I have always wanted to become a runner. My short legs, however, proved to be a huge challenge for me as I began with all my might to run. I had no plan, I was just going to run until I got tired. This plan was terrible, and I of course failed.
How can you become a runner if you have zero running experience? If you aren’t athletically inclined, the idea of creating a manageable running routine may seem impossible. However, with a little patience, you start running in no time. After a few months of training, I have built my endurance up and can run long distances, even with a short stride. Follow my guide on how to start your running routine.
Walk Before You Run
If you have never attempted to run before or are mostly sedentary, try walking for fifteen minutes a day and increase your walking time by fifteen minutes every week for a couple weeks. You can even keep track of your distance using a pedometer. Try increasing your walking speed little by little until its a very brisk walk. Once you start noticing your distance increasing and you’re putting in a lot less effort, it’s time to start interval training.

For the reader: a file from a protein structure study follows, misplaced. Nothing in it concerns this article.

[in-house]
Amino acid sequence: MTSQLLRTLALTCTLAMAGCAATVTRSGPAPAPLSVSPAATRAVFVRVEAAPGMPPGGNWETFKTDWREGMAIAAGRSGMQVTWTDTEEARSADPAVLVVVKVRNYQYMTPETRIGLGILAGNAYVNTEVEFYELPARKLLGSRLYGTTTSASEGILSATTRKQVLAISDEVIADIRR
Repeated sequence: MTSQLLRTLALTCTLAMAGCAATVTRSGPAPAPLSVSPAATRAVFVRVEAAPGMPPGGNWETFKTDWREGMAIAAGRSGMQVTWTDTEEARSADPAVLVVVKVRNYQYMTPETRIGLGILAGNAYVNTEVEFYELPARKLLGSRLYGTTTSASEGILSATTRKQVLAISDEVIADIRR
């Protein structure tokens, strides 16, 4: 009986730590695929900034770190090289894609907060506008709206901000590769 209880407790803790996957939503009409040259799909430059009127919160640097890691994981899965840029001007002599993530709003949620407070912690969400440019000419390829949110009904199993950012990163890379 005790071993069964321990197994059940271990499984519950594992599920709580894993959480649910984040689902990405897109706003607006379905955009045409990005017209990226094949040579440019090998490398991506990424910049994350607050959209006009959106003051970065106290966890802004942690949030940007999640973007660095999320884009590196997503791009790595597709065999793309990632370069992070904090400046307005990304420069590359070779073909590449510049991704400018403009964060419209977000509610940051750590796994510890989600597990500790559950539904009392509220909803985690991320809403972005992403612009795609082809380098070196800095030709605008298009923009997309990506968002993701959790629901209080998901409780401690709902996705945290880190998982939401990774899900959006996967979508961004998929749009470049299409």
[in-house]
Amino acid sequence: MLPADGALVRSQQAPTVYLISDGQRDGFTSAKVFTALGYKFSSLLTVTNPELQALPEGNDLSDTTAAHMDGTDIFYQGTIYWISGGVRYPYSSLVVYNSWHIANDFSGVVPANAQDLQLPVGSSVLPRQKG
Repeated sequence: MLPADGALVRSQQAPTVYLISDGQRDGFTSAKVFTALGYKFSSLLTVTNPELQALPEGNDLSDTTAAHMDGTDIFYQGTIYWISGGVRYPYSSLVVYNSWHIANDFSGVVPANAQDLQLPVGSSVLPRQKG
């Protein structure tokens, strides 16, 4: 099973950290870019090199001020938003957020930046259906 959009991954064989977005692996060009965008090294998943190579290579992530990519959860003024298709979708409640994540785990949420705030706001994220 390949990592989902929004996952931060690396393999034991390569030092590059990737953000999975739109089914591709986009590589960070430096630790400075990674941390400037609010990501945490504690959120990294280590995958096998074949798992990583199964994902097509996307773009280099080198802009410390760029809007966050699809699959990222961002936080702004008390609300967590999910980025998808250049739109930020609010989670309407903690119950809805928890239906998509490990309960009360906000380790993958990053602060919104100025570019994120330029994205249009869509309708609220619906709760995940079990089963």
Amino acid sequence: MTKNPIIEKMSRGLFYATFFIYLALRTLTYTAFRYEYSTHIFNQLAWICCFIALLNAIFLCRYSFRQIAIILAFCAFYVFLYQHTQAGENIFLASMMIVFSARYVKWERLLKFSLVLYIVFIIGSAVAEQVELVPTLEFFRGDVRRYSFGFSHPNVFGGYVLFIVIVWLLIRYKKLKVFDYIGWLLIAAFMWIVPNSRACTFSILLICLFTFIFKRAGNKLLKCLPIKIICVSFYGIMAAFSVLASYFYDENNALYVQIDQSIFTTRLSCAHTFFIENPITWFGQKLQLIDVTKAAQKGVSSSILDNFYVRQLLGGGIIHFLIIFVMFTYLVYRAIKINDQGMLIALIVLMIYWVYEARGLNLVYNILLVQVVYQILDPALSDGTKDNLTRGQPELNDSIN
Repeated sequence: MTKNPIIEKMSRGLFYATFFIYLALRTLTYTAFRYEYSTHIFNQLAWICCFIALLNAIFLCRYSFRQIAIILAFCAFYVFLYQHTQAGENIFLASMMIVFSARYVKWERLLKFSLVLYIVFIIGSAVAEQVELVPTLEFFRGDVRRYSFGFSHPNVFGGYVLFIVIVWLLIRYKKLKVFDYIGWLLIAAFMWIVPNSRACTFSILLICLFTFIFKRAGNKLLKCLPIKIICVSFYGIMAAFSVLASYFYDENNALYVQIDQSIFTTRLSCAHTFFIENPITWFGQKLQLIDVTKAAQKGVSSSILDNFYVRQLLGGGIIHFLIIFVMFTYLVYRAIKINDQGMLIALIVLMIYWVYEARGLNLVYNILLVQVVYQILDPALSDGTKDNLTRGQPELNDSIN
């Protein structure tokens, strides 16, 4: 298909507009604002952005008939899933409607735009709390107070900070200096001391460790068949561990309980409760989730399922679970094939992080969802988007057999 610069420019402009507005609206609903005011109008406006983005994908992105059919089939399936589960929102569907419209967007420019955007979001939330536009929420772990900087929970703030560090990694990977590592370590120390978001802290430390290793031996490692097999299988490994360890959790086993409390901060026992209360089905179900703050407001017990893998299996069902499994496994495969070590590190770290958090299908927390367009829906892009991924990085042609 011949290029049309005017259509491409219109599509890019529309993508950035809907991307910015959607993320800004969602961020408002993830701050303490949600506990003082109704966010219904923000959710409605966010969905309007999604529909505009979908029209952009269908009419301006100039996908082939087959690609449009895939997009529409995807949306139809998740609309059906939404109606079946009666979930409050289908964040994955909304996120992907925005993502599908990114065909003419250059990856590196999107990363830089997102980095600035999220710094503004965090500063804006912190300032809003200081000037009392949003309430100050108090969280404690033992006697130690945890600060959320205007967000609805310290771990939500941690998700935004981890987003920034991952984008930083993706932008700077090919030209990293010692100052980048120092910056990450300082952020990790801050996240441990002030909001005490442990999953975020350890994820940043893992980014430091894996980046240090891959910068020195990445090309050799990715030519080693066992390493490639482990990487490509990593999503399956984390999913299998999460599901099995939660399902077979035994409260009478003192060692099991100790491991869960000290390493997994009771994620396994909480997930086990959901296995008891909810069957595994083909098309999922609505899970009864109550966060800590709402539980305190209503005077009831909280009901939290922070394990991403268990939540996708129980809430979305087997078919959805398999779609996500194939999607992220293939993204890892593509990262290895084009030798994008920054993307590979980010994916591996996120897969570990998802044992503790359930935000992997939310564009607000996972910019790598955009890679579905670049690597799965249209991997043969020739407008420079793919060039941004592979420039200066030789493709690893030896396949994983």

Interval training involves alternating walking with jogging and eventually running. Start by walking for ten minutes, then try jogging for two minutes, and then walking again for ten minutes. You can repeat this as often as you want in one session, or just once. As the two minutes becomes easier, increase it to four minutes and so on. Eventually half your time should be jogging, and then eventually all jogging. This can take a few weeks and you should go at your own pace. Push yourself, but not too hard until you build stamina.
Once jogging becomes easy, try adding running intervals. Jog for five minutes, then sprint for two, and jog for five. Repeat this just like with the walking intervals until the running becomes easy. This is going to be the hardest part of the process. Sprinting can exert a lot of energy, so if two minutes is too much, try thirty seconds. Eventually running will feel much more comfortable.
Don’t Run Every Day
Until you’re very comfortable with running, you should only run every other day or just once or twice a week. Alternate your running days with rest days, weight training and even yoga or biking. If you have back or leg problems, you definitely want to take it easy on your in between days. Running can be rough on knees and you may need to take more frequent breaks. Working out different muscles every day can also help you improve your overall fitness.
As with any fitness routine, ask your doctor about what’s right for you. In no time at all, you’ll be finding yourself running when it was just an idea before. You will get sweaty and tired, but all your hard work will be worth it.